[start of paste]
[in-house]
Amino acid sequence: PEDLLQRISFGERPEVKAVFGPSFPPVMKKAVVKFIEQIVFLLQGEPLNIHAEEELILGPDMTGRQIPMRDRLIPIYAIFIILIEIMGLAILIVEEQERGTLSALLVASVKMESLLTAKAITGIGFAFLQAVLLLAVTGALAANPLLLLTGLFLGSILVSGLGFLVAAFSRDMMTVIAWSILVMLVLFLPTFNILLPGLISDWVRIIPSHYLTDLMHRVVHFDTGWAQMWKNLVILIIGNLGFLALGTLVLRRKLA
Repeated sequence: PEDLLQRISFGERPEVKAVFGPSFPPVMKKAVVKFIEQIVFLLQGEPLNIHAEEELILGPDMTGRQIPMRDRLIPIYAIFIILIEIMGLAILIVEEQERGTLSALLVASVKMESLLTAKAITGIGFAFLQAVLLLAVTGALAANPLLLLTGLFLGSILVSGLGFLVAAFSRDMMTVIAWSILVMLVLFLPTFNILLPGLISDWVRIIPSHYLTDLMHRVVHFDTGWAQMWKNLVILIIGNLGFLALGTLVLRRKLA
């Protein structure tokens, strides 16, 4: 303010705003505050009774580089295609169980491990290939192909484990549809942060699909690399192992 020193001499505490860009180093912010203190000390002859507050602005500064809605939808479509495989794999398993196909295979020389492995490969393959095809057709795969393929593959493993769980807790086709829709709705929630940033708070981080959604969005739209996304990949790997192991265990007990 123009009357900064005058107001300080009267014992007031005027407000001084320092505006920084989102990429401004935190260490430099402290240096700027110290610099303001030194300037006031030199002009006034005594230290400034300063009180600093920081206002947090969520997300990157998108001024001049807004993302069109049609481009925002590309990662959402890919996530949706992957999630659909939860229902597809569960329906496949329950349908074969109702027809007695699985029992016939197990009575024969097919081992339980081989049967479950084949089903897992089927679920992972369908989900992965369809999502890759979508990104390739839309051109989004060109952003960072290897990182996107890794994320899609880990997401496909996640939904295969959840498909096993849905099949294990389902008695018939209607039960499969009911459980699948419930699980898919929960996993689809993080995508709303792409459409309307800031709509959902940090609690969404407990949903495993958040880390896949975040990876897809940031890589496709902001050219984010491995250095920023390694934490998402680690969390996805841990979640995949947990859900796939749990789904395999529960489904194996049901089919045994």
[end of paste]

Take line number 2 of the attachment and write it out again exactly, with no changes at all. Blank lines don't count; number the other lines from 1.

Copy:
Amino acid sequence: PEDLLQRISFGERPEVKAVFGPSFPPVMKKAVVKFIEQIVFLLQGEPLNIHAEEELILGPDMTGRQIPMRDRLIPIYAIFIILIEIMGLAILIVEEQERGTLSALLVASVKMESLLTAKAITGIGFAFLQAVLLLAVTGALAANPLLLLTGLFLGSILVSGLGFLVAAFSRDMMTVIAWSILVMLVLFLPTFNILLPGLISDWVRIIPSHYLTDLMHRVVHFDTGWAQMWKNLVILIIGNLGFLALGTLVLRRKLA